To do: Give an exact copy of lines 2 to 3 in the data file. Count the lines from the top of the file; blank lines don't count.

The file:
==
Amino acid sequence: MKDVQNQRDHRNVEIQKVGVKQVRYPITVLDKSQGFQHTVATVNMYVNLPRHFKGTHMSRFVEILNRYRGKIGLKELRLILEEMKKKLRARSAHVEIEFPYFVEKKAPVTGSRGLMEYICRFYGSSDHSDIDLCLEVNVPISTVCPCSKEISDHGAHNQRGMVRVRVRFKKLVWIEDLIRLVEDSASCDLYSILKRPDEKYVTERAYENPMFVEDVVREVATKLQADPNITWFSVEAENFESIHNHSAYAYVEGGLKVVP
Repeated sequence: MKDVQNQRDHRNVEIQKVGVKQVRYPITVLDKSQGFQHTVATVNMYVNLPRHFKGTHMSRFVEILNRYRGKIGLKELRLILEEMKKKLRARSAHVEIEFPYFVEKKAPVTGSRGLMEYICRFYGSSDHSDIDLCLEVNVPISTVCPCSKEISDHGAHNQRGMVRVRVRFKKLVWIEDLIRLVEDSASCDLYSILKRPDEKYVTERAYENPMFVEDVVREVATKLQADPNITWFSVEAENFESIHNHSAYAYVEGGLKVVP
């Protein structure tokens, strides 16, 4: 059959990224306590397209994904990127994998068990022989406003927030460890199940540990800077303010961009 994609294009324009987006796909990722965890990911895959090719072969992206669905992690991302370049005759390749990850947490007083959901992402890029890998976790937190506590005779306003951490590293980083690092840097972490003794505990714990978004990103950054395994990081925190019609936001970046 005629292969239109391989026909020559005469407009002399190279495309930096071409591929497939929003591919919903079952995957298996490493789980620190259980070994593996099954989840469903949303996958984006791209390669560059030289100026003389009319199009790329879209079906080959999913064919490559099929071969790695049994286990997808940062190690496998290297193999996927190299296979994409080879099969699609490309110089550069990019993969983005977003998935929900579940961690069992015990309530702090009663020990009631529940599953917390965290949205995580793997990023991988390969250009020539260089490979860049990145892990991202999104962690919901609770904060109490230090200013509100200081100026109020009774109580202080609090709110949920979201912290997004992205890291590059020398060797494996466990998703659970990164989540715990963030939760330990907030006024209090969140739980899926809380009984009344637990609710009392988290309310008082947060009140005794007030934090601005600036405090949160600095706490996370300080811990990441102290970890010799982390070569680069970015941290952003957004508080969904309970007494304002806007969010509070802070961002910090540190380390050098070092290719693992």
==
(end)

Repeated sequence: MKDVQNQRDHRNVEIQKVGVKQVRYPITVLDKSQGFQHTVATVNMYVNLPRHFKGTHMSRFVEILNRYRGKIGLKELRLILEEMKKKLRARSAHVEIEFPYFVEKKAPVTGSRGLMEYICRFYGSSDHSDIDLCLEVNVPISTVCPCSKEISDHGAHNQRGMVRVRVRFKKLVWIEDLIRLVEDSASCDLYSILKRPDEKYVTERAYENPMFVEDVVREVATKLQADPNITWFSVEAENFESIHNHSAYAYVEGGLKVVP
């Protein structure tokens, strides 16, 4: 059959990224306590397209994904990127994998068990022989406003927030460890199940540990800077303010961009 994609294009324009987006796909990722965890990911895959090719072969992206669905992690991302370049005759390749990850947490007083959901992402890029890998976790937190506590005779306003951490590293980083690092840097972490003794505990714990978004990103950054395994990081925190019609936001970046 005629292969239109391989026909020559005469407009002399190279495309930096071409591929497939929003591919919903079952995957298996490493789980620190259980070994593996099954989840469903949303996958984006791209390669560059030289100026003389009319199009790329879209079906080959999913064919490559099929071969790695049994286990997808940062190690496998290297193999996927190299296979994409080879099969699609490309110089550069990019993969983005977003998935929900579940961690069992015990309530702090009663020990009631529940599953917390965290949205995580793997990023991988390969250009020539260089490979860049990145892990991202999104962690919901609770904060109490230090200013509100200081100026109020009774109580202080609090709110949920979201912290997004992205890291590059020398060797494996466990998703659970990164989540715990963030939760330990907030006024209090969140739980899926809380009984009344637990609710009392988290309310008082947060009140005794007030934090601005600036405090949160600095706490996370300080811990990441102290970890010799982390070569680069970015941290952003957004508080969904309970007494304002806007969010509070802070961002910090540190380390050098070092290719693992």